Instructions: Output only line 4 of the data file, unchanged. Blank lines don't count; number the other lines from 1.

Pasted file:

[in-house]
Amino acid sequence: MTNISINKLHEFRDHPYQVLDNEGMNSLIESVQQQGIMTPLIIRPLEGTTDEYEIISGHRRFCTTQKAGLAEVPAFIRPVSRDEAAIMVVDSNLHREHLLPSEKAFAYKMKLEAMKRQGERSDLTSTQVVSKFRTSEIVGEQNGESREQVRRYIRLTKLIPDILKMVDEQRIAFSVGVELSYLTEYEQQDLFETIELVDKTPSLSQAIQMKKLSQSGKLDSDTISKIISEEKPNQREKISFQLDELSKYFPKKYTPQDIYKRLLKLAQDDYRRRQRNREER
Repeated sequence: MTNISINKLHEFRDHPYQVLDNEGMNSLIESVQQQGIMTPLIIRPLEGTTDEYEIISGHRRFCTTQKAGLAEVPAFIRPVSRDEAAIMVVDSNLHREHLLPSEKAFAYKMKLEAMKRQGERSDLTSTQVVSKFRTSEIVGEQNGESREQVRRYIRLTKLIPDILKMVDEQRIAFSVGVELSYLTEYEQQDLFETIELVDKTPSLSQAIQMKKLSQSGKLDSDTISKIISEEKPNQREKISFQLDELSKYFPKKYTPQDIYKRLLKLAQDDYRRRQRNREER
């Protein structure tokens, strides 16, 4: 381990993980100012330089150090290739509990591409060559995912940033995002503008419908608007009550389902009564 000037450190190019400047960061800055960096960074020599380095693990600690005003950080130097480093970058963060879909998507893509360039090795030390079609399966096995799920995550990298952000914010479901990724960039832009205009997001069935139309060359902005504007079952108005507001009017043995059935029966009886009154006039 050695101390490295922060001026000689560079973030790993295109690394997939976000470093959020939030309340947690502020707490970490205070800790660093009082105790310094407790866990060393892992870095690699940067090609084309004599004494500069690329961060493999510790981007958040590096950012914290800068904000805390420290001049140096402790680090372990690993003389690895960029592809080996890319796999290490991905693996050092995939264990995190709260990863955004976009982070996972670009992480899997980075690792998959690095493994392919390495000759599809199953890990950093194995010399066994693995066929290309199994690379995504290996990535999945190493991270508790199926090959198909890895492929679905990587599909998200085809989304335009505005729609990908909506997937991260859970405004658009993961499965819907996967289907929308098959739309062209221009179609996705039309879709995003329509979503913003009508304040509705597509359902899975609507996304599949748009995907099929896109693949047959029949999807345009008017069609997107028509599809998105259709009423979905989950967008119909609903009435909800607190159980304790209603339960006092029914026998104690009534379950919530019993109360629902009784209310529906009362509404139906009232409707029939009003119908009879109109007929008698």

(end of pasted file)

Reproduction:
């Protein structure tokens, strides 16, 4: 381990993980100012330089150090290739509990591409060559995912940033995002503008419908608007009550389902009564 000037450190190019400047960061800055960096960074020599380095693990600690005003950080130097480093970058963060879909998507893509360039090795030390079609399966096995799920995550990298952000914010479901990724960039832009205009997001069935139309060359902005504007079952108005507001009017043995059935029966009886009154006039 050695101390490295922060001026000689560079973030790993295109690394997939976000470093959020939030309340947690502020707490970490205070800790660093009082105790310094407790866990060393892992870095690699940067090609084309004599004494500069690329961060493999510790981007958040590096950012914290800068904000805390420290001049140096402790680090372990690993003389690895960029592809080996890319796999290490991905693996050092995939264990995190709260990863955004976009982070996972670009992480899997980075690792998959690095493994392919390495000759599809199953890990950093194995010399066994693995066929290309199994690379995504290996990535999945190493991270508790199926090959198909890895492929679905990587599909998200085809989304335009505005729609990908909506997937991260859970405004658009993961499965819907996967289907929308098959739309062209221009179609996705039309879709995003329509979503913003009508304040509705597509359902899975609507996304599949748009995907099929896109693949047959029949999807345009008017069609997107028509599809998105259709009423979905989950967008119909609903009435909800607190159980304790209603339960006092029914026998104690009534379950919530019993109360629902009784209310529906009362509404139906009232409707029939009003119908009879109109007929008698």